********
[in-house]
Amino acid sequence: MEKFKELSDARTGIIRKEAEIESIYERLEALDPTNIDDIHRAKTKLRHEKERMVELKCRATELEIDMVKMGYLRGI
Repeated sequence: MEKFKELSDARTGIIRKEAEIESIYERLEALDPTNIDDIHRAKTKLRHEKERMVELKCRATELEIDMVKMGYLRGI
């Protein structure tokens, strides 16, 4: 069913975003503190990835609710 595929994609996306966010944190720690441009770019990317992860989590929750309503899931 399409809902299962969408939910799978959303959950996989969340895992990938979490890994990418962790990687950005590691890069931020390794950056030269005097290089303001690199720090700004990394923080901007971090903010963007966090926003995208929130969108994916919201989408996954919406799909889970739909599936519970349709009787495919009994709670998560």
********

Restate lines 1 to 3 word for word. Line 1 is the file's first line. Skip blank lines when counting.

[in-house]
Amino acid sequence: MEKFKELSDARTGIIRKEAEIESIYERLEALDPTNIDDIHRAKTKLRHEKERMVELKCRATELEIDMVKMGYLRGI
Repeated sequence: MEKFKELSDARTGIIRKEAEIESIYERLEALDPTNIDDIHRAKTKLRHEKERMVELKCRATELEIDMVKMGYLRGI